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The tremors

July 18, 2001

 

Having lived my entire life in California, northern and southern, suffice to say I have felt my share of earthquakes. Hell, I've felt my share *and* your share.

 

Often, when I'm just sitting still reading, or lying in bed, a sensation will wash over me that everything is beginning to shake - or is about to begin. My heart will pound as I suddenly become very tense, awaiting the onslaught. It doesn't come. It's just the oversensitive respiratory system of an overly-earthquaked individual. During those seconds, my well-trained mind starts telling my body, frozen in tense fear, which doorway to run to when the moment of confirmation comes that this is indeed The Big One. Then it passes, and I feel like a dope for letting it happen again... those funny little panics. But I've had them since I was 2 or 3 years old, after I felt my first earthquake, which was a doozy -- still to be surpassed by another more than 20 years later. Since that one, seven years ago, the panic of impending earthquake doom has only increased; and since moving to San Francisco, it seems to be yet worse. Believe it or not, I even get The Panic when I'm in England, which eases away into dizzying relief upon realizing where I am.

 

Accuracy is impossible as I didn't ever actually document this: but I can estimate I've felt around 30 or 40 earthquakes in my life. Some stand out in my mind more than others; some were bundled into a large number over a short period of time all melding together in my memory. After the 6.4 San Fernando Valley quake of 1971, which I felt as an infant living in, gulp, the San Fernando Valley, I don't recall any other earthquakes until I was around 11. During that restful period I managed to lose The Panic, and future quakes were of a much more manageable size, for the most part; so I eventually began to enjoy the funky sensation of my own house jiving around me, creaking and bouncing slightly. When I lived in Pasadena and in Long Beach, the earthquakes were so frequent that I became deeply lackadaisical about them. Shootings wee so much more common in those places, and so much more dangerous; comparatively, seismic activity fell into another category a few notches lower, relegated down to "only an earthquake".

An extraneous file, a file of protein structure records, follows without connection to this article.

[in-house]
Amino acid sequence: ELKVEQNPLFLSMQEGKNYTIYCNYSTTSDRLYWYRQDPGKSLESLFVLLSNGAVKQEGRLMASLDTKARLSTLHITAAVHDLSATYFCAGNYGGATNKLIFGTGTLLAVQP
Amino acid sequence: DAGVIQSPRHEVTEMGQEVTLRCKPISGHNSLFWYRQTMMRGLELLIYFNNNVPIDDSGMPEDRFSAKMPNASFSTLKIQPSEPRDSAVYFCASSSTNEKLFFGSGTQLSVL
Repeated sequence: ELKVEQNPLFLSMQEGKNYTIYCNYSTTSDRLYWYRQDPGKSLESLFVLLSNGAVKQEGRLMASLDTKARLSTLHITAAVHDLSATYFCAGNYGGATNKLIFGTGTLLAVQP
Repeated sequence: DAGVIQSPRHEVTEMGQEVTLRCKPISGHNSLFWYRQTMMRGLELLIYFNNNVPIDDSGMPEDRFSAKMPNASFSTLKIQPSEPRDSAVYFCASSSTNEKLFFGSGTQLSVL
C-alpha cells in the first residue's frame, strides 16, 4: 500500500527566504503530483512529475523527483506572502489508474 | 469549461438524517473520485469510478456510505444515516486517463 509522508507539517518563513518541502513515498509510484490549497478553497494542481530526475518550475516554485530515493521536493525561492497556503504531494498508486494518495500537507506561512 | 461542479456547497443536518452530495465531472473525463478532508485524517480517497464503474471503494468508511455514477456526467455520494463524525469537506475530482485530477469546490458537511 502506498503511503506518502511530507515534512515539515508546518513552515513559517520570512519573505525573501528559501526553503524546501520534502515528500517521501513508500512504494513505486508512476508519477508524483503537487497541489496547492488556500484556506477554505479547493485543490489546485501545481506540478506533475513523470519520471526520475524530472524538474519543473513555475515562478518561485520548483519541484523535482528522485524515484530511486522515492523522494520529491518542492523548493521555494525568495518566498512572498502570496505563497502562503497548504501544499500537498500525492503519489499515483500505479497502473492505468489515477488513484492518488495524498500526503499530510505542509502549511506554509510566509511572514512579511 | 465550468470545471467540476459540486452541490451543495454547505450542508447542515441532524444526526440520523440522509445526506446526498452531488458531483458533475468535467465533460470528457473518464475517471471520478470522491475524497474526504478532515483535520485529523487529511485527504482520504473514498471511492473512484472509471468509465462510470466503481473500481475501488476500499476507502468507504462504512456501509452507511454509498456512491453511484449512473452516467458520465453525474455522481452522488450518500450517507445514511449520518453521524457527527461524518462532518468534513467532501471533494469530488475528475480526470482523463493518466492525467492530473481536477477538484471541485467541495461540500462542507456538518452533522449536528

That first one I was really too young to recall very well. It happened around 6 am, and I was only 3 or 4. I was awake, playing with my brother in his room. I was playing with my toys, and David was building a block tower in the middle of the floor, on top of a piece of board for support. We finished, and David put the rest of the blocks back into their shoebox home, and put the box onto the shelf of his closet. The next thing I remember is running into my sleeping parents' room, yelling like crazy, and hearing the box of blocks falling off the shelf in the closet.

 

Our parents comforted my brother and me, and after we were less scared, we went back to David's room to explore the damage. As a little child, I didn't quite put together what the crashing noise of the falling blocks had been, and I was really sure the crashing and the shaking were all part of the same big monster coming to get us. David opened his closet door and showed me the mess of multicolored wooden blocks, and that eased my mind a little. Only when my Dad walked into the room did we realize that David's block tower had withstood the earthquake! Clearly we had an engineer in the making, only 6 years old and standing proudly in his flannel pajamas.

 

When I was 11 or so, we were living up here in the Bay Area during a spate of quakes. The first in the series hit while I was sitting in my 7th-grade classroom, and I was sure it was the guy behind me jiggling my desk with his feet on the back legs, as he often did. "Knock it off, Mike!" I stage-whispered. "It's not me!" he said aloud. The entire room was beginning to buzz with confused chatter, when finally the Principal came on over the intercom and said, "YOU SHOULD ALL BE UNDER YOUR DESKS, IN EARTHQUAKE POSITION." We all just looked blankly at the intercom, at our teacher Mr. Casillas, and at each other. The earthquake was over. Did we still have to get under our desks?

 

Turned out that was the beginning of what would be a spate of quakes in the region. The best one took place one evening later that week, around 8pm when I was sitting on the couch watching tv alone with my mom. The apartment began to shake, and my brother's 100 gallon aquarium started in with its own personal small tsunami. My mom yelled, "Susan! Go hold the aquarium!" I sat there frozen. "Go hold the aquarium!!" she shouted again, and smacked my leg. I crawled on the floor across the room to the aquarium sitting raised about a foot off the floor on cinderblocks, knelt in front of it and put one hand on it. The room was still shaking, and as I sat there even with the tv still on, all I could hear was the pilot light on the wall heater next to me: it was switching on and off, on and off, over and over, with a "click" and a "shhhh".... and a "click" and a "shhhh." I was mesmerized.

 

Now, if you haven't done the math yet on the hundred gallon aquarium, let me go ahead and assure you that 100 gallons of water, plus the huge glass tank itself, add up to probably about a ton. The rectangular ton shook in the earthquake, and I put my hand on it to... what? If it was going to fall, I would have been only a blip in its downward path. It would have crushed me.

 

Meanwhile David had been down the street at his favorite haunt, Radio Shack. He came home later and said that when the quake had struck, he was just putting his hand on the door to enter the store, and just then the shockwaves started and the door jammed shut. David says he turned and looked out into the parking lot, and saw all the cars riding an invisible magic carpet, bobbing in waves right where they sat. These quakes were in the low 5's on the Richter Scale.